I finally got around to opening the Mr. Beer Homebrewing kit my beloved gave this past Christmas. It’s certainly a good way to familiarize yourself with the basics of homebrewing with minimal hassle. However, at the same time I’ve been making good strides through The Complete Joy of Homebrewing What I really enjoy about this book is that Charlie Papazian (the author) does not skimp on the details. He’s not afraid to dive into a bit of chemistry or horticulture to support what he’s talking about.
The book starts out with Papzian’s own beginner’s guide for the reader to make their first batch. His process was a bit more complex and involved than Mr. Beer, but honestly having read the book first I felt a bit “cheated” with Mr. Beer, like I missed out on a few key learning opportunities to experience for myself – i.e. determining if it’s time to bottle by using a hydrometer as opposed to simply tasting if the beer is flat (ready) or sweet (not ready).
The other thing that left me a bit uneasy with Mr. Beer was the amount of dextrose (corn sugar) used for fermenting known as their Booster product. While it is an acceptable practice to lighten the body and increase the alcohol content, corn sugar is generally used for economical purposes to speed up the fermentation process. A more “natural” method is to use dried malt extract to provide it’s own sugars. As Papazian says,”You will always make a far superior beer by eliminating and substituting or minimizing the amount of any refined sugar” and “[corn sugar] does not contribute to a true malt beer character.” In all fairness however, Mr. Beer does provide numerous recipes that utilize unhopped malt extract as opposed to dextrose. I will certainly choose one of those on my next batch.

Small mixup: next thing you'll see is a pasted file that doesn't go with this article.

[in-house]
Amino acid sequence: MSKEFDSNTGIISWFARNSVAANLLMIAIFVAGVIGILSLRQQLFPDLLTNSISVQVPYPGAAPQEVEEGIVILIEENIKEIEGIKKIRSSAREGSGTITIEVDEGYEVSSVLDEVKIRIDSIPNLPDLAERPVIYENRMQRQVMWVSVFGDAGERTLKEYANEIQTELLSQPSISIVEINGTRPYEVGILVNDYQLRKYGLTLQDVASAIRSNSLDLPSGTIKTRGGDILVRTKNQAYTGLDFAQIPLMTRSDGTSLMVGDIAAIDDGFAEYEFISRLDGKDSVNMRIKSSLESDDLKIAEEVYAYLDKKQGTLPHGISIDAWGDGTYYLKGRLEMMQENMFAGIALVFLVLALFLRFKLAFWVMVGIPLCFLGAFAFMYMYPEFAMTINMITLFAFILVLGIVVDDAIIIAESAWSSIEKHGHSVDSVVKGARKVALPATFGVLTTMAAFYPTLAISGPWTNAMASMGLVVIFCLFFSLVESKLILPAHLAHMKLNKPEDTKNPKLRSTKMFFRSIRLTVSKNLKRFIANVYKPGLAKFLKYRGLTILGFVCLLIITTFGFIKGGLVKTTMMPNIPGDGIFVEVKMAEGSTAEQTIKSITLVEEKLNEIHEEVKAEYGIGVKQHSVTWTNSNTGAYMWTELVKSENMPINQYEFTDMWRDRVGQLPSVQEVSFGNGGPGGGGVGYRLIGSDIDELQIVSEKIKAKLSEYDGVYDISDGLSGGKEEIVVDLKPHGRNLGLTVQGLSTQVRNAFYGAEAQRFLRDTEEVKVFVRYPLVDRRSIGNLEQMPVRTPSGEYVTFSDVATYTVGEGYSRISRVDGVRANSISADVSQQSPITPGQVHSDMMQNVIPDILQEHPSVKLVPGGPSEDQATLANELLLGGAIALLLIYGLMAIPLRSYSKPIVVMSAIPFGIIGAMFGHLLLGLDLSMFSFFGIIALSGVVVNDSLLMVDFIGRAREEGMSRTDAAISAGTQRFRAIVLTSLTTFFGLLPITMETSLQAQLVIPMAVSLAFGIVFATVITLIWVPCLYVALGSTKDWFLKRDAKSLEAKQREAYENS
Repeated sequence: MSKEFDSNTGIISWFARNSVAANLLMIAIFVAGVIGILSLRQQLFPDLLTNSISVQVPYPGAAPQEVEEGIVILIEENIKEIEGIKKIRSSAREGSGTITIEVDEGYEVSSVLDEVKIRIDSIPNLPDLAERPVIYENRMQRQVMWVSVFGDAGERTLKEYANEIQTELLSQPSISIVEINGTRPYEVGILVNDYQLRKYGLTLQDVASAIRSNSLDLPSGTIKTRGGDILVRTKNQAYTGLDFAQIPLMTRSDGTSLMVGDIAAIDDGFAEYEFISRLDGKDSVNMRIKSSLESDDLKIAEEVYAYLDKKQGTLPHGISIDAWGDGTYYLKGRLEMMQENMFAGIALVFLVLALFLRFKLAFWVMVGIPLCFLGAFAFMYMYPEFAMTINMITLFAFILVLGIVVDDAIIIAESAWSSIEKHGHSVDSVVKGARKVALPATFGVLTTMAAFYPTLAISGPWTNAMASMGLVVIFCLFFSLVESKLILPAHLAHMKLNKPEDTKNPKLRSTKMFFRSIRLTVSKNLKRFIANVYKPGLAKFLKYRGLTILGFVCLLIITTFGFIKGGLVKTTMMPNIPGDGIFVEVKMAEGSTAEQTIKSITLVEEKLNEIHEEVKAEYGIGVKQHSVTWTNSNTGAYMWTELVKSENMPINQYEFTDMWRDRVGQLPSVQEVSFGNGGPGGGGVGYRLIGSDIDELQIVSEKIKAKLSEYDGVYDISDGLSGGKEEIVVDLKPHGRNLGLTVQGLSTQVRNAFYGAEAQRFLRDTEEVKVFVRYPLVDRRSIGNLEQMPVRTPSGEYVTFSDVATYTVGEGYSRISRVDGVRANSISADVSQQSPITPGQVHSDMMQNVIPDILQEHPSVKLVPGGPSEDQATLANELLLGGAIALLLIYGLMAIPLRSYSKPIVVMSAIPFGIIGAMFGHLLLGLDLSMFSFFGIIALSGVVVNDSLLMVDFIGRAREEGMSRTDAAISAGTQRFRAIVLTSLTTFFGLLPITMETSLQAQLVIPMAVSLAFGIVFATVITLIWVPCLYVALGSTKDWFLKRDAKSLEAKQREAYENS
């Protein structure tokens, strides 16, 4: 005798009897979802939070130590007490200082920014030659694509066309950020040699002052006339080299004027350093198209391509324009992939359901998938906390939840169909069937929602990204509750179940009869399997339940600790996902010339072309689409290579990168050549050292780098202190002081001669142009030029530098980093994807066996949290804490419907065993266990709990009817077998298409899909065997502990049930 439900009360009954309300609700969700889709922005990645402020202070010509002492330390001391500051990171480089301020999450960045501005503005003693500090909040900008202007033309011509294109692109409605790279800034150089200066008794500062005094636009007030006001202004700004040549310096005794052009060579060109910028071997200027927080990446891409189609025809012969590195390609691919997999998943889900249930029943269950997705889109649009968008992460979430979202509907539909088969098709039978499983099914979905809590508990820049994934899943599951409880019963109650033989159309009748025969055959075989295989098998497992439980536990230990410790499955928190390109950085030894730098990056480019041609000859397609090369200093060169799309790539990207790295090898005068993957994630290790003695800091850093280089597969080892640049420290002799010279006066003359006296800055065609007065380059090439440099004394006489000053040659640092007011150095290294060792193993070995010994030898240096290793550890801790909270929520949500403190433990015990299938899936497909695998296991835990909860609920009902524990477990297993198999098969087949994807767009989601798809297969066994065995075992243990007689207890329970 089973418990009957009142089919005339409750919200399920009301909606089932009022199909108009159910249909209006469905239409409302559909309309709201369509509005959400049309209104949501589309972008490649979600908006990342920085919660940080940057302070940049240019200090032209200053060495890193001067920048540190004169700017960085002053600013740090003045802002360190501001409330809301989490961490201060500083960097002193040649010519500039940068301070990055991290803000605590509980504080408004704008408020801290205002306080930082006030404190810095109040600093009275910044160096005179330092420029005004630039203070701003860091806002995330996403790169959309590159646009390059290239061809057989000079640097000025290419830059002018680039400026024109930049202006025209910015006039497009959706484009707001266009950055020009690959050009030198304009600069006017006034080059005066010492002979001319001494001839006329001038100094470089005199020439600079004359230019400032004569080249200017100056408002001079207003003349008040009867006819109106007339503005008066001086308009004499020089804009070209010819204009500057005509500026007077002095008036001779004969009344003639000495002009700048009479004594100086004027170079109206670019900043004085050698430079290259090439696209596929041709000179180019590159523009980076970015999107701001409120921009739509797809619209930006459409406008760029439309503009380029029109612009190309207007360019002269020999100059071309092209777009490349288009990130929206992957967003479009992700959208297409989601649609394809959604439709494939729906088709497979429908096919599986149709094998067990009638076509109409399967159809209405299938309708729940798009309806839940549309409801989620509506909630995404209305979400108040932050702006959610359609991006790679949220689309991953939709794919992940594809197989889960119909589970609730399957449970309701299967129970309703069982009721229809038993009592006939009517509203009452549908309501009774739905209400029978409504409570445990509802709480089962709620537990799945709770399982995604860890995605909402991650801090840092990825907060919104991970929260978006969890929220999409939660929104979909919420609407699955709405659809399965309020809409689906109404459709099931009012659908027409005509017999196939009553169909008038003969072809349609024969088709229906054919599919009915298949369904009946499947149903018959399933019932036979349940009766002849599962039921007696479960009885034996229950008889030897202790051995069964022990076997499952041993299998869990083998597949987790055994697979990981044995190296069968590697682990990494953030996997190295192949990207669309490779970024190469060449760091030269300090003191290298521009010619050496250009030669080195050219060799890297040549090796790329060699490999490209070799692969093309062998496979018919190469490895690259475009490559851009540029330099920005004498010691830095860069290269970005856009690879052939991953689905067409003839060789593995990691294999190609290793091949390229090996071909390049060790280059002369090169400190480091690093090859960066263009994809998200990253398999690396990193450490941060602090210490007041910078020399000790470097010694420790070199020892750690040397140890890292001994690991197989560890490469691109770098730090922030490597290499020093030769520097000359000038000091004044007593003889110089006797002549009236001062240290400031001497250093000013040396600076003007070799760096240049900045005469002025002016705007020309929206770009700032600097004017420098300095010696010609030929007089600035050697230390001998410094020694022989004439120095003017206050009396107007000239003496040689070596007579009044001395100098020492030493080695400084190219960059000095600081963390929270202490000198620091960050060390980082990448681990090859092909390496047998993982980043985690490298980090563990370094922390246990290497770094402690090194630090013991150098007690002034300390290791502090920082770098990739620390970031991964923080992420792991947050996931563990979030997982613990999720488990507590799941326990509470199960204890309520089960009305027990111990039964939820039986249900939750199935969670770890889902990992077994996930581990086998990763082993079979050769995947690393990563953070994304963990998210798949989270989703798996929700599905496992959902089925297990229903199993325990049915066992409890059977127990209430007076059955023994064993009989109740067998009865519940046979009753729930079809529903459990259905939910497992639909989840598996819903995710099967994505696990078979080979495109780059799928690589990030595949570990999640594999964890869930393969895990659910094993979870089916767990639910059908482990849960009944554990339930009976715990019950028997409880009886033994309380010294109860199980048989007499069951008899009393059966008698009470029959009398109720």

All in all, I’m having a lot of fun with this and brainstorming ways to take it up a notch (…or two …or three). lt’ll be a few weeks before my first batch is ready for consumption. I’ll keep you posted.